Thursday, August 4, 2011
Nag Panchami 2011
KERI: Among the reptiles, snakes are the most misunderstood. They incur the wrath of the public and are killed as they are venomous. The common cobra is the most poisonous and even a bite can be fatal if timely and appropriate treatment is not taken.
Ironically, though the common cobra is venomous, people from various parts of India worship it as a deity. The fifth day of Shravan in the Hindu calendar is celebrated as Nag Panchami and is associated with the worship of clay idols of cobras in many Hindu houses across Goa.
The Avakhale families of Virdi in Bicholim and Shet families in Kumbharjuve eat vegetarian food on the occasion of Nag Panchami, but do not worship clay cobra idols.
The Desai families in Kothambi, Quepem, visit the temple on this day, and worship a clay idol of a snake kept there.
"Our family does not worship an idol, but a picture of a cobra is drawn on a banana leaf with turmeric paste," says Gayatri Damle from Khaiti of Kasarpal in Bicholim.
In Caranzol, Sattari, at the temple of Shantadurga, folk deity Brahmani has a hooded cobra on both of her sides. However, despite the deity's affinity to the snake god and Lord Shiva always shown with a cobra, some Hindu families do not celebrate the festival. They don't worship clay idols of cobras believing that their ancestors would eat cobras made from flour.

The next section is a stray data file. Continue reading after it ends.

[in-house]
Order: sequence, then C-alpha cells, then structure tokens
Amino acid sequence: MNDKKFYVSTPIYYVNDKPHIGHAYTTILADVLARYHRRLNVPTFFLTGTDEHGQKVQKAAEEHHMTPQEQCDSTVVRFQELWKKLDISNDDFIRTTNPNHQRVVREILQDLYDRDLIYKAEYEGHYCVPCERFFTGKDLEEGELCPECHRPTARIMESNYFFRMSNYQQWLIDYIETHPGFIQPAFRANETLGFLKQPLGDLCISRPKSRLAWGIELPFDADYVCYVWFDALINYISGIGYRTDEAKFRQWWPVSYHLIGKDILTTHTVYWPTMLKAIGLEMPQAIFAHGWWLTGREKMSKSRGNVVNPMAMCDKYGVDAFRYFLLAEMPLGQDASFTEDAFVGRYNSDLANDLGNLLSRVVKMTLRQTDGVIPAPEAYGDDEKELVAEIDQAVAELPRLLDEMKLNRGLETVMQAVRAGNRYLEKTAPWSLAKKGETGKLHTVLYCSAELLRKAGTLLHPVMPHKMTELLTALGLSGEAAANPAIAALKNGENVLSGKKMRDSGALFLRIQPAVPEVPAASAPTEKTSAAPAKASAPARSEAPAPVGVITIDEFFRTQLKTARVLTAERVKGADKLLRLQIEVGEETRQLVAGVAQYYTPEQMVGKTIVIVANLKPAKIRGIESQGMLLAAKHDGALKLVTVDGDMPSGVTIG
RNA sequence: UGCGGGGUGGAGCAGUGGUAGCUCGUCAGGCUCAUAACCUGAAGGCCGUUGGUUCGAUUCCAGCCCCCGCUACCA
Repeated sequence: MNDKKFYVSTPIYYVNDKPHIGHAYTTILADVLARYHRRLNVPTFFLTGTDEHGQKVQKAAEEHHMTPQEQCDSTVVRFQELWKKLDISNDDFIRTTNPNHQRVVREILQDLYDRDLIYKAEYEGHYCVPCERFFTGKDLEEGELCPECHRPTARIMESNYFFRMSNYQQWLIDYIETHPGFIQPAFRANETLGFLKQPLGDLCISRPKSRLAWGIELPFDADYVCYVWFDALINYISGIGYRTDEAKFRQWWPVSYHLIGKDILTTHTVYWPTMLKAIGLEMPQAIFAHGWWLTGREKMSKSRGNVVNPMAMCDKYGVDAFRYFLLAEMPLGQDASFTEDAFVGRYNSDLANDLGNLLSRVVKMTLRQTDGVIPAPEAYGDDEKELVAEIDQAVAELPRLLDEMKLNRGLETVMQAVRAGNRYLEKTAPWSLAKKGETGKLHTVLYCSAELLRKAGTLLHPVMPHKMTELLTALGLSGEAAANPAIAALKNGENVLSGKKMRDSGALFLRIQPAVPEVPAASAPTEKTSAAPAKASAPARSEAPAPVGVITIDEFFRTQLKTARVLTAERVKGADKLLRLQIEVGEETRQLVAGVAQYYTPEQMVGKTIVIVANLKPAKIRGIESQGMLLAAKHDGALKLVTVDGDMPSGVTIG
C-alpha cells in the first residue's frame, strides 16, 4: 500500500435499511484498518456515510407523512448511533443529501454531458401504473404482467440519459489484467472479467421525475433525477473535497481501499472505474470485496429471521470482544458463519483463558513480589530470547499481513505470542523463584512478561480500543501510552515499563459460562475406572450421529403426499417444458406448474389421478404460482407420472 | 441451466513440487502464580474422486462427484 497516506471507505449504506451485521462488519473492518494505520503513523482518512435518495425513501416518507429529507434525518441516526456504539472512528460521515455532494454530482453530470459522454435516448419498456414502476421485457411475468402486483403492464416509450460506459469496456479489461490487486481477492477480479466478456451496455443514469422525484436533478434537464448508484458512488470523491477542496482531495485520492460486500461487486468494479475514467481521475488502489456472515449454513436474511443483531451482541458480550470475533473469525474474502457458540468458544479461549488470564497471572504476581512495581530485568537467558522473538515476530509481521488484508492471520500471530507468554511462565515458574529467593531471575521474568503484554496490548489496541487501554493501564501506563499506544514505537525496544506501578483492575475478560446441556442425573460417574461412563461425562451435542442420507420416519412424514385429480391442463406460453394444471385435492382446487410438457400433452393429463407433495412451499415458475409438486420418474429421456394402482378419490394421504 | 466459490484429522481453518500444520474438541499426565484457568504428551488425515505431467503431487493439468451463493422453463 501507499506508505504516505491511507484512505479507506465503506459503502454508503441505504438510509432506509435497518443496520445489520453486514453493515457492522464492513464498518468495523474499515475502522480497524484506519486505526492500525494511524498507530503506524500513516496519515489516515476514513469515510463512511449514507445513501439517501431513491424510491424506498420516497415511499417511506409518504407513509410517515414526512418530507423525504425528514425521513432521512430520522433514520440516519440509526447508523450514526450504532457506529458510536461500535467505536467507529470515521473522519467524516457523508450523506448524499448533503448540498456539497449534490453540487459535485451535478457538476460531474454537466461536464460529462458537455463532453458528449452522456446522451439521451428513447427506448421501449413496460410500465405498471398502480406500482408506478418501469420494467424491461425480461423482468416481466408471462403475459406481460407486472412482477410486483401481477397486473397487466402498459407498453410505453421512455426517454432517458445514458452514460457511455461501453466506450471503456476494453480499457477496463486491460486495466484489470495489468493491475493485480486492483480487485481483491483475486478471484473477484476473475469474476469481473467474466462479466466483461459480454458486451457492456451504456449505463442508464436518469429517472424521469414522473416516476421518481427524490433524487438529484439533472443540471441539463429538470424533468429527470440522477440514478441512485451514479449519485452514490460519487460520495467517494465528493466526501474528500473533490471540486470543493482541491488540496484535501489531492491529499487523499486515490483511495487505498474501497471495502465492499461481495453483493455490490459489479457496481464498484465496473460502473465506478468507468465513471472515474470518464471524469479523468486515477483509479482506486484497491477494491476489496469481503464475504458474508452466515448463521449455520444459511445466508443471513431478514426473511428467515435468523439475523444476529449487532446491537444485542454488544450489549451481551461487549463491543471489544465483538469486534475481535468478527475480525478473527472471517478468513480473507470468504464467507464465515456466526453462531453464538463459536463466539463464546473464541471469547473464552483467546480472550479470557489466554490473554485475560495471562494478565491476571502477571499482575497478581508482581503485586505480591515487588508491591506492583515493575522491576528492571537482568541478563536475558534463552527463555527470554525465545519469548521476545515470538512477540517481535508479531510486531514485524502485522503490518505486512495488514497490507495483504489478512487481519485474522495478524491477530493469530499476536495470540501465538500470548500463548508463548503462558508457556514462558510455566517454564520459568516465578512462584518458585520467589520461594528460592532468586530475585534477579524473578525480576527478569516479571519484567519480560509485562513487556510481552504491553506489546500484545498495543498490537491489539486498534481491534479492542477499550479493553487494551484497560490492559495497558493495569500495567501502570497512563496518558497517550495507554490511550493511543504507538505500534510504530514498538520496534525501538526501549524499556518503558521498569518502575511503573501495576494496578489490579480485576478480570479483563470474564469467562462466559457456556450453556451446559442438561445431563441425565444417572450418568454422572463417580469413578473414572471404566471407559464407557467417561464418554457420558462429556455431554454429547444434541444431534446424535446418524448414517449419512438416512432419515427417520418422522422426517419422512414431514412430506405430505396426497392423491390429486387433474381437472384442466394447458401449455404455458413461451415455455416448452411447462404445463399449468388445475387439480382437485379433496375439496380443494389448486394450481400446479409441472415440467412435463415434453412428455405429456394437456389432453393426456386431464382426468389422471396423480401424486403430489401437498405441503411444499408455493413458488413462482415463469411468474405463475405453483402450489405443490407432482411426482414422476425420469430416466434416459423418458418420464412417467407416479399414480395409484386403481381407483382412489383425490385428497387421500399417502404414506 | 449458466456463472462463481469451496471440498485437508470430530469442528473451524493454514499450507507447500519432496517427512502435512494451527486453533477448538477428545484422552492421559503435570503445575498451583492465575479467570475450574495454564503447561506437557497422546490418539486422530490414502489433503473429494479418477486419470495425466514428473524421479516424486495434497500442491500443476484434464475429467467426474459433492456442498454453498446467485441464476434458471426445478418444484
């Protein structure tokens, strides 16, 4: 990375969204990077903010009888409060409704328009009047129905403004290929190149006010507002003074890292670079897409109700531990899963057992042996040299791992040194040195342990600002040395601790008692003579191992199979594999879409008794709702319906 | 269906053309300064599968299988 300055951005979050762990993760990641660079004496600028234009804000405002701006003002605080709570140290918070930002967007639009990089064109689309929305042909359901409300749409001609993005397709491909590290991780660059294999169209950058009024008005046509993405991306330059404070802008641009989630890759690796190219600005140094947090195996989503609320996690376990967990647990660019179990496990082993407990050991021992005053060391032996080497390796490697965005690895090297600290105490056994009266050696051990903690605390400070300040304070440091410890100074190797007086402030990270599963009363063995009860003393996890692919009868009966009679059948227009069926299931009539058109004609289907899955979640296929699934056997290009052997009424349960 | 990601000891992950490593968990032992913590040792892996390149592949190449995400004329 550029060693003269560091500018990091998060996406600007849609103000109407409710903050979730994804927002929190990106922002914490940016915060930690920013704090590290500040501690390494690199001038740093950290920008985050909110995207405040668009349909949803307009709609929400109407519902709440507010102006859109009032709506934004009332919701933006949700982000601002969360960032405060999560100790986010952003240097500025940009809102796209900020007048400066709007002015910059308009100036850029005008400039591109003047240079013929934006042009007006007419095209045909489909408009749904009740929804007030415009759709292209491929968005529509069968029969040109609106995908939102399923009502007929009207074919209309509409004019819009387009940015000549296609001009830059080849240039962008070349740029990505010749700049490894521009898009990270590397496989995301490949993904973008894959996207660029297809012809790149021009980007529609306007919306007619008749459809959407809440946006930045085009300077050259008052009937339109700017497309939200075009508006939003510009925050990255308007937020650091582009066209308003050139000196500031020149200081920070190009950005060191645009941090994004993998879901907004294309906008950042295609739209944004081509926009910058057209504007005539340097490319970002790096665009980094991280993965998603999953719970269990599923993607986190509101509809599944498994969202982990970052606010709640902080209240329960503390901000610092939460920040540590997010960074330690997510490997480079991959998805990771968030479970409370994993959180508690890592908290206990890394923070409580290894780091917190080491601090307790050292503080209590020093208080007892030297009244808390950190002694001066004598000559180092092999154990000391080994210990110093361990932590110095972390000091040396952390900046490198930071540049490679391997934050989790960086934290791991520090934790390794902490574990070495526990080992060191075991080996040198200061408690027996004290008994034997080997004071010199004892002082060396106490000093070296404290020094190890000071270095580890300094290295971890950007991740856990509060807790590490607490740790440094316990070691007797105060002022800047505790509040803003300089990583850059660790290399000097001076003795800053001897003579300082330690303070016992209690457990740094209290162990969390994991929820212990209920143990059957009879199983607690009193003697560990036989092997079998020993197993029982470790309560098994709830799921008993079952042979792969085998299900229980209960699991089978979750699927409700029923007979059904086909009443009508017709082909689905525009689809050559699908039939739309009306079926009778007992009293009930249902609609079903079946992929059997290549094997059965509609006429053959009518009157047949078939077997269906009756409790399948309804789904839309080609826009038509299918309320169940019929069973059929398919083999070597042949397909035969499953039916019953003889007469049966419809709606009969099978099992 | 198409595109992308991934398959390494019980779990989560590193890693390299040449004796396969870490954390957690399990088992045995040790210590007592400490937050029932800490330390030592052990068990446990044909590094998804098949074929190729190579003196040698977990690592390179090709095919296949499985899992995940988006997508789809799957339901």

In the past, there was a tradition of making a snake idol from kneaded flour. When there was nothing to eat for the festival, some families would satisfy their hunger by eating the cobras made out of the flour.
Suchita Shet from Gholwada- Kumbharjuve, says, "It is believed that once, a cobra ate a certain dish prepared from shevyo (vermicelli). Hence, our families do not worship the clay idol of the cobra."
Among those who do celebrate the festival, there are certain taboos associated with Nag Panchami day. People do not dig in soil and no one plucks mushrooms as the ant hill is considered to be the abode of the cobra.